gjfc-2018-faces-slide Isaiah Farahbakhsh – Reflections on the 2018 Guelph Jazz Festival Colloquium

A Reflection from Emerging Scholar Isaiah Farahbakhsh, on the 2018 Guelph Jazz Festival Colloquium: Hovering at the Edge: Words, Music, Sound, and Song.

When reflecting on Guelph’s most recent jazz festival, the image my thoughts keep converging on is a concrete poem presented in the talk given by Meta DuEwa Jones. This poem from Giovanni Singleton’s collection Ascension contained text related to Alice Coltrane and her work. Although the words have left my memory, what remains is their arrangement in the shape of an analog clock. I do not remember where the hands lay, but perhaps that is fitting for an homage to Coltrane. When listening to her music, I am always drawn to the word “timeless.” Combining sounds (especially the ancient drone) of deep-rooted Indian classical music and space-age aesthetics within a contemporary framework of improvised music and jazz, an extra-terrestrial musicologist would have difficulty placing Coltrane’s music in the timeline of human creative endeavors. However, to a human ear, emergent qualities of this music hint at the distinct sound of the 70s, the decade when many of Coltrane’s seminal recordings were released. Now to have music that is both “timeless” and “of the times” seems paradoxical, yet the distinction between these words becomes blurry when time’s arrow is broken and time travel becomes a reality. By time travel, I mean that of the personal kind, where “backwards” travel is sparked by memory and “forwards” travel is fuelled by dreams. With this innate technology one can exist in multiple moments while still being physically “of the times” in their present date.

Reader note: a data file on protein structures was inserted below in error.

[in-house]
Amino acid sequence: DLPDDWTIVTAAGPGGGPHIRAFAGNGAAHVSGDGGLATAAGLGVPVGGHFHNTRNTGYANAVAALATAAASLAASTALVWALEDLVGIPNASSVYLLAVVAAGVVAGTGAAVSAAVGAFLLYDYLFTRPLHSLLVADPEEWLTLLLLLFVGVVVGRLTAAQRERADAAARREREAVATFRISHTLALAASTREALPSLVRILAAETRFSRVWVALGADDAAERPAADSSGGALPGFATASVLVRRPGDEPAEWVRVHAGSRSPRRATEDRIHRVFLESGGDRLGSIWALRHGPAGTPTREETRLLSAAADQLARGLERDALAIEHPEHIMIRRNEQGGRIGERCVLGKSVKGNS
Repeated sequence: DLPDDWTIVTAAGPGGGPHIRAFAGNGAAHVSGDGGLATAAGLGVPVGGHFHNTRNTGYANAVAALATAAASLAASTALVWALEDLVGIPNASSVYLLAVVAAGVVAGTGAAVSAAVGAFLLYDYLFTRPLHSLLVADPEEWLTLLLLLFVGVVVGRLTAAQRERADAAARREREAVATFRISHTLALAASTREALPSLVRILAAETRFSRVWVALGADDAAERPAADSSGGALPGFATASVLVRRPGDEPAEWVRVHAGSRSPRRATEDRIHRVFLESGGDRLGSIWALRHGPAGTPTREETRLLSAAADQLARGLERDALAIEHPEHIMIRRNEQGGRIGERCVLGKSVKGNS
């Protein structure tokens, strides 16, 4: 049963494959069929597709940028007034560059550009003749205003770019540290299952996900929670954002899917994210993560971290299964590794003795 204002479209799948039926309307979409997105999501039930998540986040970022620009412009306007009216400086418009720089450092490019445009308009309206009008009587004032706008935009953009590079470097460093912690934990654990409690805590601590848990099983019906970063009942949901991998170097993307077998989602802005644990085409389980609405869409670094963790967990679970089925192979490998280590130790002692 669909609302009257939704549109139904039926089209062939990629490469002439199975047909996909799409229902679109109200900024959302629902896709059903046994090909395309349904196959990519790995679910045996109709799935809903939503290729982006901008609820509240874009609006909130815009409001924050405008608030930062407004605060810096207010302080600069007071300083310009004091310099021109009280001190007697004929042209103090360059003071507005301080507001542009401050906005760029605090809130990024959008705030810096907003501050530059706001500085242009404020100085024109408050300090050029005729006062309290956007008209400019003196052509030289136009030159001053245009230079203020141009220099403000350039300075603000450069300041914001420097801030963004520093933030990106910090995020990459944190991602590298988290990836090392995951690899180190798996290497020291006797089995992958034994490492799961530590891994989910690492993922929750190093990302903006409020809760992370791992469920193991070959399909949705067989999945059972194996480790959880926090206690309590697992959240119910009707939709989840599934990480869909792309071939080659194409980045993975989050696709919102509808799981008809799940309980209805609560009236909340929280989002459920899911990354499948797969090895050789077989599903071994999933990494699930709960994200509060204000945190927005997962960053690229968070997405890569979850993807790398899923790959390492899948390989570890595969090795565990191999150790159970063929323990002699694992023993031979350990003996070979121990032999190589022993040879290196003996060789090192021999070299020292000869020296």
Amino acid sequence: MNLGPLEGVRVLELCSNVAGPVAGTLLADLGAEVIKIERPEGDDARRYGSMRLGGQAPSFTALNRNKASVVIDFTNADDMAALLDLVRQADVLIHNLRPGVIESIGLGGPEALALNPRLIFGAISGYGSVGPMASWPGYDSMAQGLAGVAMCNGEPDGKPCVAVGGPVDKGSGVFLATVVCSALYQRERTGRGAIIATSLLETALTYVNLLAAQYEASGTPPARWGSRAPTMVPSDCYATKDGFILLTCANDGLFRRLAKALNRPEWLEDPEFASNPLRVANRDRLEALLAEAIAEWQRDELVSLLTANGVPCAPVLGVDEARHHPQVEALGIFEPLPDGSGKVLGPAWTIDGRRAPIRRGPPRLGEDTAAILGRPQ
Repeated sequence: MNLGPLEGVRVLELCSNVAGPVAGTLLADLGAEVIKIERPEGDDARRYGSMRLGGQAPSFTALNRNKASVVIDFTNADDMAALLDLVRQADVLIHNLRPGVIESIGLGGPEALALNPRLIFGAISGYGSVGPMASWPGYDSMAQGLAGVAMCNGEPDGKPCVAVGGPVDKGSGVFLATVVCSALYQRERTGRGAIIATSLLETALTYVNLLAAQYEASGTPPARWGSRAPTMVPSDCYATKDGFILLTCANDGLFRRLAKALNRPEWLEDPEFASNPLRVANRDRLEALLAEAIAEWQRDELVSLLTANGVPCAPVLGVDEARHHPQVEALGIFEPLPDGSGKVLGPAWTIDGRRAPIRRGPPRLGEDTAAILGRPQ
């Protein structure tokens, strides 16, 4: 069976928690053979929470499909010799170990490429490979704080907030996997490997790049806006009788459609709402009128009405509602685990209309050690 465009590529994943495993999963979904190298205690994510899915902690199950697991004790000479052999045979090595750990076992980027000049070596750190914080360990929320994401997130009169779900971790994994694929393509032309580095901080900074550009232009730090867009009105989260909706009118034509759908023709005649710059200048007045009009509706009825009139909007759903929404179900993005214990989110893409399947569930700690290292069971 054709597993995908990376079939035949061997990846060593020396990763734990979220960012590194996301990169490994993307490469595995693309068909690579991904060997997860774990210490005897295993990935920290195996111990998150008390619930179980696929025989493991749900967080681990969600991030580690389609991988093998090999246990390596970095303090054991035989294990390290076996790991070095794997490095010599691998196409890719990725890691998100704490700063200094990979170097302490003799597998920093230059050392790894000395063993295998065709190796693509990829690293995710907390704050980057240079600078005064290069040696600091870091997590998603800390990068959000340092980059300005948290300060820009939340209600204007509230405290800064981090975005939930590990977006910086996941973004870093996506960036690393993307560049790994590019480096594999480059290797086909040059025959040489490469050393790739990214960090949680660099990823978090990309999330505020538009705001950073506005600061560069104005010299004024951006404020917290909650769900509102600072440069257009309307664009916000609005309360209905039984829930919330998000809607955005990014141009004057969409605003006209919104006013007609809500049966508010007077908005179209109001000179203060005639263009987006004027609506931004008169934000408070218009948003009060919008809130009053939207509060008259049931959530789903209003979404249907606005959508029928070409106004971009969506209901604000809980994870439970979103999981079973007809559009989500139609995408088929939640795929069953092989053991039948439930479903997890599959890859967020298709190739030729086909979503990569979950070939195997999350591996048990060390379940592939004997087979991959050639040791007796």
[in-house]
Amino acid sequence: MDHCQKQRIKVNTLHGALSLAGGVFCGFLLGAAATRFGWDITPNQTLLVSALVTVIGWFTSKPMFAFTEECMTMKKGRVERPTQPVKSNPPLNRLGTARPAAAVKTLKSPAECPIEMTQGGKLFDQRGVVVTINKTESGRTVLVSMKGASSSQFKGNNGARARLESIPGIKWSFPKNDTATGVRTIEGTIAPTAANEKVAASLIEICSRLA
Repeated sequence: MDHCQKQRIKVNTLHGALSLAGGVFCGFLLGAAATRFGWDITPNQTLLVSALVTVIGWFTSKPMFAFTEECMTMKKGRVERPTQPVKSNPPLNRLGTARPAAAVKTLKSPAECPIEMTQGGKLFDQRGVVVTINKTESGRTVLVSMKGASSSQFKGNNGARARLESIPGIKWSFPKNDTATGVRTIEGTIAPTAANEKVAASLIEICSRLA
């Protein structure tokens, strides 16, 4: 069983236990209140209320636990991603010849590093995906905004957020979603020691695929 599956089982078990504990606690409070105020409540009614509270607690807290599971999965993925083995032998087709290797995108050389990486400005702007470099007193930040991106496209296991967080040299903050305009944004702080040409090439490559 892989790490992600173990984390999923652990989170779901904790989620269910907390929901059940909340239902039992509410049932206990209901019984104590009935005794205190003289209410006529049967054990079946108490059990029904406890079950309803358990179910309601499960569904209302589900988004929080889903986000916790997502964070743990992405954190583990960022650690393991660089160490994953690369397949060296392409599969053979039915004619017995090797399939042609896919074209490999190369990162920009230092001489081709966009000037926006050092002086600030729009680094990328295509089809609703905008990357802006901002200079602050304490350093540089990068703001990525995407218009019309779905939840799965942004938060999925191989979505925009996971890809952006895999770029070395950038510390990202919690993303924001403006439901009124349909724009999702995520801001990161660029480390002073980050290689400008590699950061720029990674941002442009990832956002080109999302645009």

Not too long ago, I would have been very skeptical of this time travel as a reality, however through the practice of meditation, the nonlinearity of temporal existence has begun to enter my own paradigm. This practice was made possible through Alice Coltrane’s music since, from the beginning of my explorations in meditation, I would use her recording Journey in Satchidananda as a timekeeper. It would mark the end of my meditation in a both timeless and timely manner, gently bringing me into the present without disturbing the multiplicity of ineffable spaces. Talking to Jones, we came to this topic and she told me that she had a friend with a very similar experience: an experience I’m sure many others share. From there, we touched on the topic of time travel as a means of healing, a practice introduced to me by my sibling. With this practice, past traumas can be confronted using sensory stimuli, and legacies of healing can be accessed through our ancestors to aid in this process. I find these ideas are powerfully yet tenderly held in Coltrane’s music: a music that keeps time and transcends it simultaneously. We wind up a clock and expect time to travel forward as this potential energy is converted to the radial movement of the clock’s hands, however this release is rarely linear. Temporal journeys wind in and out of the present like spiralling chords strummed gracefully on a cosmic harp.

Inspired by the initiative developed by our friends and colleagues at the ArtsEverywhere Festival, and in partnership with the University of Guelph, the Emerging Scholars program offers scholars from all levels of study the opportunity to participate and engage with participants in our Colloquium program. They also receive complimentary attendance at two ticketed Guelph Jazz Festival performances, an intimate “Scholar’s Dinner” with Colloquium presenters, artists and participants, and an opportunity to publish their writing about their Festival and Colloquium insights on the IICSI website.